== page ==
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OPINION

The CDC’s Agenda on Vaping Data is a Corruption of Democracy and Ethics

The opinions expressed by columnists are their own and do not necessarily represent the views of Townhall.com.
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AP Photo/Marshall Ritzel

The lengths to which the Centers for Disease Control and Prevention (CDC) is prepared to go to mislead the public was laid bare on October 6 during an astonishing zoom call to announce the results of the latest data on youth vaping. 

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Convened to launch the taxpayer-funded CDC publication, “Notes from the Field: E-cigarette Use Among Middle and High School Students,” stakeholders logged in to learn of the long-awaited new figures. However, CDC Press Officer Robin Scala seemed unhappy that some were in attendance and, describing the event as a briefing for CDC “partners” only,  requested all unapproved attendees to leave.

Scala was so annoyed at the idea of anyone other than a carefully selected few being allowed to hear the research findings in advance of official publication, she even quizzed Brown University’s Dr. Jasjit Ahluwalia as to who he was when he had the gall to make a positive observation that the number of high school students using e-cigarettes regularly had dramatically declined from 2019. Scala was probably upset that Ahluwalia’s comment was not in keeping with the youth alarmism narrative pushed by the CDC.

This could be understandable if representatives of all stakeholders had been invited to be CDC “partners,” but that is nowhere near the case. Only those who are implacably opposed to vaping were intended to be on the call.  The call soon turned out to be a means of sharing notes and discussing propaganda lines so that prohibitionist groups were prepared with media material when the data became officially public.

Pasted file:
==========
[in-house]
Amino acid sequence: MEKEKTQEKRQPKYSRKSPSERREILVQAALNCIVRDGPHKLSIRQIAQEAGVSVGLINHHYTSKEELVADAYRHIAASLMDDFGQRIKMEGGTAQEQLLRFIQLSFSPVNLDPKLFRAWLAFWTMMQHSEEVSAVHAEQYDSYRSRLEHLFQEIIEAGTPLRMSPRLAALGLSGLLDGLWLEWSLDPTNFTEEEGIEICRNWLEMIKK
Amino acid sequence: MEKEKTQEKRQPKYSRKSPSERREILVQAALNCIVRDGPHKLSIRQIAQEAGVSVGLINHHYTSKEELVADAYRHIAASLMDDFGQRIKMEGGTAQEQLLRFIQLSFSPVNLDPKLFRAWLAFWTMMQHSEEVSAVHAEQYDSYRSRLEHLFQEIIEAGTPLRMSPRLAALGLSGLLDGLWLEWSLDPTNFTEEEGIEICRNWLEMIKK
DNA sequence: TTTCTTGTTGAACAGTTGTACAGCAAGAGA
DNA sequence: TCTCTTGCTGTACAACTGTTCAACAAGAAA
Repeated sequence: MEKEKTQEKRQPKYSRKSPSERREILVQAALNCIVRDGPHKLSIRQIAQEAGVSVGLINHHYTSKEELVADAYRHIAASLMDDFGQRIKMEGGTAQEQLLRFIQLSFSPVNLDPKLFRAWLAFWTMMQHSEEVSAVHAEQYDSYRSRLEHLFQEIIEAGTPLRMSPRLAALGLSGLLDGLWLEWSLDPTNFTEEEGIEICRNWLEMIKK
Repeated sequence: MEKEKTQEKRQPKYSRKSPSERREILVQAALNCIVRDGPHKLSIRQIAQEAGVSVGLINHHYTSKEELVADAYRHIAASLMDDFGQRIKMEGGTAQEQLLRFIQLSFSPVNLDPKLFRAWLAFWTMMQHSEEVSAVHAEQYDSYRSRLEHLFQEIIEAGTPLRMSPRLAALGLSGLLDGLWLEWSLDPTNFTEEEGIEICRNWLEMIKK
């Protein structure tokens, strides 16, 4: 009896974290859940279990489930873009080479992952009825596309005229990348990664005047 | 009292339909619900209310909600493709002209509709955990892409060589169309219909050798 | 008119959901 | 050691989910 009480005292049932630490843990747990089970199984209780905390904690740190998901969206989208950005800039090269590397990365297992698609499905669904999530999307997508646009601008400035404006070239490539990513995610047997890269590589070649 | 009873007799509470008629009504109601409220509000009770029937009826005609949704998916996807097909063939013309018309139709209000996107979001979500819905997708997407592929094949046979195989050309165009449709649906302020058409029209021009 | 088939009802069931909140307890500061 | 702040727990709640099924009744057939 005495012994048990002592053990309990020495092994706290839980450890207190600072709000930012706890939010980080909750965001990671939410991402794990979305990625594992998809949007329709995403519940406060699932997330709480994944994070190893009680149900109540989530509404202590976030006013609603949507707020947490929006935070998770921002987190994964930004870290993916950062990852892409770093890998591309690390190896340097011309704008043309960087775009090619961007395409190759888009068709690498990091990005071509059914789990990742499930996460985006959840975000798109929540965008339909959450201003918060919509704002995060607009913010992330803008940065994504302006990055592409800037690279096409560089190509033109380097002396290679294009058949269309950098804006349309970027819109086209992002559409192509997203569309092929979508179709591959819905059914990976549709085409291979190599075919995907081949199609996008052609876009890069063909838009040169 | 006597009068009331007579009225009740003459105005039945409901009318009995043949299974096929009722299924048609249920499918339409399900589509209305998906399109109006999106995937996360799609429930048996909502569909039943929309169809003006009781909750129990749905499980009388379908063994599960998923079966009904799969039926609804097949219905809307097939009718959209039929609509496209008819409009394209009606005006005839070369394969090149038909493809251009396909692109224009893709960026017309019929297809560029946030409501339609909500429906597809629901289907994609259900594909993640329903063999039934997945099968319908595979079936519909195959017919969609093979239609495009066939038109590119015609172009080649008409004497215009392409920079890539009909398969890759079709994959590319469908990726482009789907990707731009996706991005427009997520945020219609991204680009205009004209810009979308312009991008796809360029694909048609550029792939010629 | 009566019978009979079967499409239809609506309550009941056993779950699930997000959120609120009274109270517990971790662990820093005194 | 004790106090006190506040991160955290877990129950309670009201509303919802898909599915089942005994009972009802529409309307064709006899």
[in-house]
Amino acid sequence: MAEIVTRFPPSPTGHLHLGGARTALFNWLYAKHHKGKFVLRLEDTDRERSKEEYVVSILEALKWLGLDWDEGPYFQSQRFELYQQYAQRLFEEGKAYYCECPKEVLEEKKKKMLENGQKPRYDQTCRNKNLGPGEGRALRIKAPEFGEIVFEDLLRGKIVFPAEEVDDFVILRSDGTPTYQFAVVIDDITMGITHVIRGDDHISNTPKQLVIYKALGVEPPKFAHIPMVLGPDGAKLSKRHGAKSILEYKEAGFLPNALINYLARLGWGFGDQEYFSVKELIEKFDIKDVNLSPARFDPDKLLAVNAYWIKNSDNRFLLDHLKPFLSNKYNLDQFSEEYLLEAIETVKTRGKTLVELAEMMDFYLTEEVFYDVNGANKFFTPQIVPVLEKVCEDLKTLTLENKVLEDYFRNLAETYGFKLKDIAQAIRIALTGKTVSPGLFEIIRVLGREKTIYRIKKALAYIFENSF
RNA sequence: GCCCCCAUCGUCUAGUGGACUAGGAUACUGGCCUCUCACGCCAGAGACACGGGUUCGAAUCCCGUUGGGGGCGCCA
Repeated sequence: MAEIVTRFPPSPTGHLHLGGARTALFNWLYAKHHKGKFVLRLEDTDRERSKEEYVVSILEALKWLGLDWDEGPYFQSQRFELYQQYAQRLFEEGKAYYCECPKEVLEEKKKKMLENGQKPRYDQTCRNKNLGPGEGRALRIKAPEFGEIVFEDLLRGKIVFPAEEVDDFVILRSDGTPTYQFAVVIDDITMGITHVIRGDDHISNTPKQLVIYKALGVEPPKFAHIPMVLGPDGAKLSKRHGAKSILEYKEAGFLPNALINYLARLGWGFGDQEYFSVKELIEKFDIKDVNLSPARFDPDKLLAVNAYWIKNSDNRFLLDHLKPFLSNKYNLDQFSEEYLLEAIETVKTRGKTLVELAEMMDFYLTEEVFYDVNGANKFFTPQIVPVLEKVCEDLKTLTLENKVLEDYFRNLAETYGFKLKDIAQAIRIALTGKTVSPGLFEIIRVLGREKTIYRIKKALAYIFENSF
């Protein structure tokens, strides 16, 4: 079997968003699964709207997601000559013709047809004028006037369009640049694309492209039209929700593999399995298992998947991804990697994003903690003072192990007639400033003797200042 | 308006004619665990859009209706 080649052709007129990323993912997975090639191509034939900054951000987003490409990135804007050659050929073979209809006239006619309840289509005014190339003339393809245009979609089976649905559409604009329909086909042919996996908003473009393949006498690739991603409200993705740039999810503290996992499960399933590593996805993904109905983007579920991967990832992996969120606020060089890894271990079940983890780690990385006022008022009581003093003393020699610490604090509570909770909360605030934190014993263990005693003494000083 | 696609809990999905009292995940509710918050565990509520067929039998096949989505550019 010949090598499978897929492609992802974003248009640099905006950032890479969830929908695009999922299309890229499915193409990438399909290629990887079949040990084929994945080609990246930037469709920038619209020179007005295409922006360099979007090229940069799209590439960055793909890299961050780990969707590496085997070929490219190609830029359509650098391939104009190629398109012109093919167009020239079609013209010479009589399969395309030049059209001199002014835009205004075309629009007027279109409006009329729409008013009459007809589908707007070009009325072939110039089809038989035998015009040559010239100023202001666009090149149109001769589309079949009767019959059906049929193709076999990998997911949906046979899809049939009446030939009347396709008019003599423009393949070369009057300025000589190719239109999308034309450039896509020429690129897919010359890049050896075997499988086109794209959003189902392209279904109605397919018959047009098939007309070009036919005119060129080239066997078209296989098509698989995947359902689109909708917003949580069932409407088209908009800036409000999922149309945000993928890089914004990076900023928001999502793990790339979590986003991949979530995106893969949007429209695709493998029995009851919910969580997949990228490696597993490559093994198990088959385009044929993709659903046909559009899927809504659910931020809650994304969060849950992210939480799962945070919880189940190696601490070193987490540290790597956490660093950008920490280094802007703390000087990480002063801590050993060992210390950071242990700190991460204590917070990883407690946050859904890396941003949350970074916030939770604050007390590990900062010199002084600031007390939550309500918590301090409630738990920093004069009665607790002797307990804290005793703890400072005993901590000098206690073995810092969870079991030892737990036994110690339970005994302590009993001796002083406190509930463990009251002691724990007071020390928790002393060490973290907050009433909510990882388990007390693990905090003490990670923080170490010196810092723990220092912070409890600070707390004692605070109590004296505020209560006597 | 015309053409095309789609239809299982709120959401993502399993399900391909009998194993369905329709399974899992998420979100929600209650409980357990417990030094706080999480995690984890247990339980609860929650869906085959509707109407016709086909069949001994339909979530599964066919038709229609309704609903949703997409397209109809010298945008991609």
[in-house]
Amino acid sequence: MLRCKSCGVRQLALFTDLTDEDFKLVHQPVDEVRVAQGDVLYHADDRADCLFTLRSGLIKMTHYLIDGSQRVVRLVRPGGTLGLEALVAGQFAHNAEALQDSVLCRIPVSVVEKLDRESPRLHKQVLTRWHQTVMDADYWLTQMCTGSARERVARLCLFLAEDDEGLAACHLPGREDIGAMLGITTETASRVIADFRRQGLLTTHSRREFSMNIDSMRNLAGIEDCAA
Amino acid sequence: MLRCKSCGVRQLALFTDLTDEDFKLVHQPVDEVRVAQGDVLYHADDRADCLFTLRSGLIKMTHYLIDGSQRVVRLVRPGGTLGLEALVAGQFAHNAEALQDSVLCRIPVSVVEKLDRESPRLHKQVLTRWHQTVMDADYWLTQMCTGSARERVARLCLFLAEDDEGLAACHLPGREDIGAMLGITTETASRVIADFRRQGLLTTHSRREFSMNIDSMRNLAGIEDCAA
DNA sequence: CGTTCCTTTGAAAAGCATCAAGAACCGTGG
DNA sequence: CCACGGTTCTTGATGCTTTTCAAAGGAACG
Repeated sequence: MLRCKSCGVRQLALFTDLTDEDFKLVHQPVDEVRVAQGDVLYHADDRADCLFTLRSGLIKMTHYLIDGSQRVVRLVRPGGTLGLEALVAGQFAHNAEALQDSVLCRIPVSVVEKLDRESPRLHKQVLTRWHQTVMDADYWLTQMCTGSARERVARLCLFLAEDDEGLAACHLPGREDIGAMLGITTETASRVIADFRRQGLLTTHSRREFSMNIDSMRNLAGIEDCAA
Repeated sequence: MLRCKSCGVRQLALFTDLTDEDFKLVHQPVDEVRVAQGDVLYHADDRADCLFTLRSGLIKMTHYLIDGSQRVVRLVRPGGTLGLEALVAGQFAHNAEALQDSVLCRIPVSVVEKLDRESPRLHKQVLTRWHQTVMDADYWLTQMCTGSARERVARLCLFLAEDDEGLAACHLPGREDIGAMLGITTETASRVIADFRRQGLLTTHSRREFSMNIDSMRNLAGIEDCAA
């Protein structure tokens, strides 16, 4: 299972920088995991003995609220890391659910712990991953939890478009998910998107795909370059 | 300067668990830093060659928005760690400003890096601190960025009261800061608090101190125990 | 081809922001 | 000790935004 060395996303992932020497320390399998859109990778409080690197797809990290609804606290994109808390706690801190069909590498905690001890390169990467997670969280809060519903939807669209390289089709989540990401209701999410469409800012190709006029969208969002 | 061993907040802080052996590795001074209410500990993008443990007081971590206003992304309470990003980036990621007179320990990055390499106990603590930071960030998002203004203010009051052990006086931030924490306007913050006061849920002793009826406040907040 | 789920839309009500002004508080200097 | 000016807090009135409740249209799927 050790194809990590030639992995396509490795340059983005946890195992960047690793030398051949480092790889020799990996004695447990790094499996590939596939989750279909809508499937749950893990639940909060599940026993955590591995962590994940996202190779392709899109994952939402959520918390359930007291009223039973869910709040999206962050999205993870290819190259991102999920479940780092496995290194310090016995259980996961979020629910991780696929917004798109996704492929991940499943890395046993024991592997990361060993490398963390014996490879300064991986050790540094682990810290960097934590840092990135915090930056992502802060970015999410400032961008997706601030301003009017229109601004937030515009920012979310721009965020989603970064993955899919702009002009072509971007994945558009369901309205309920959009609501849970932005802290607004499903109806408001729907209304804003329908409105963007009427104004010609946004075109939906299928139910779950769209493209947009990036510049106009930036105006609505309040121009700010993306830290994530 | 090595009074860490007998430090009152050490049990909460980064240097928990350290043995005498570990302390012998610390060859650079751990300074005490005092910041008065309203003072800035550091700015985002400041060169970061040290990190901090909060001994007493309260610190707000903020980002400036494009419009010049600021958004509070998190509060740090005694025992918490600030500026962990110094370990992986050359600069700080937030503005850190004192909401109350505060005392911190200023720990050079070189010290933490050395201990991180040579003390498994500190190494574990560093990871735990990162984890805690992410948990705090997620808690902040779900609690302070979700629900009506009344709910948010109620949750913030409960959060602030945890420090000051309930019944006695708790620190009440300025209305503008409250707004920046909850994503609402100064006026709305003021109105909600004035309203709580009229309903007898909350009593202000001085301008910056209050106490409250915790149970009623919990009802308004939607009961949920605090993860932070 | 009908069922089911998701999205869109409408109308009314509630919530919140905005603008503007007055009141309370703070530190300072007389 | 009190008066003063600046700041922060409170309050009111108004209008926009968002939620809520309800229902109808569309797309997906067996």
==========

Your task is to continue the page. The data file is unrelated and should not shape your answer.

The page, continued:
Despite youth vaping having declined dramatically since 2019, the partner organizations sought reassurances that the term “epidemic” would continue to be utilized, to which the CDC agreed that this would be the case. On being questioned by an unapproved attendee as to what the threshold is to be officially classed an epidemic, the questioner was first told he should not be asking that question. Before the question was dodged, a CDC representative stated that their optimum number of youth vapers is zero.

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This zoom event was more a form of collective activism with the CDC working in partnership with anti-vaping groups to shape the media agenda rather than an exercise in objective information-sharing and impartial analysis.

The data was duly released by the CDC in a manner which drove the youth vaping epidemic narrative. Linda Neff, head of epidemiology branch at the CDC's Office on Smoking and Health, followed the agenda of the zoom call by telling NBC that "[t]hese numbers confirm that the e-cigarette epidemic in our country is far from over."

 To avoid comparison with youth combustible cigarette use, which is almost non-existent since the rise of vaping, the CDC also did not release smoking and other tobacco data at the same time. This left the field open for yet another assault on vaping in general using children as a cloak.

Immediately following publication, anti-vaping groups such as the Campaign for Tobacco Free Kids and the Truth Initiative swiftly issued press releases after having been given pre-embargo access to the CDC’s findings which all other stakeholders were forced to wait for. This was an obvious well-choreographed deliberate misdirection of the American public.

It’s difficult to not believe that the CDC is more interested in creating fear and collaborating with vested interest prohibitionists rather than acting as an impartial broker of information to the public. One must wonder why the CDC is so heavily motivated against products which are estimated to be at least 95 percent less harmful than combustible tobacco that they are comfortable perverting democracy by colluding with heavily funded activists to misrepresent evidence and drive a pre-conceived agenda.

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 The public expects the CDC to provide sound science-based information, yet their biased and manipulative treatment of a routine publication on youth tobacco and vaping data shows that they cannot be trusted to do so in a professional and even-handed manner. The agency seems wedded to an abstinence-only approach to consumer nicotine which protects the cigarette industry. It seems almost ironic that the same agency is also tasked with tallying the hundreds of thousands of annual deaths from smoking, many which could be avoided if more people could be convinced to try safer alternatives.

Martin Cullip is International Fellow at The Taxpayers Protection Alliance's Consumer Center and is based in South London, UK.

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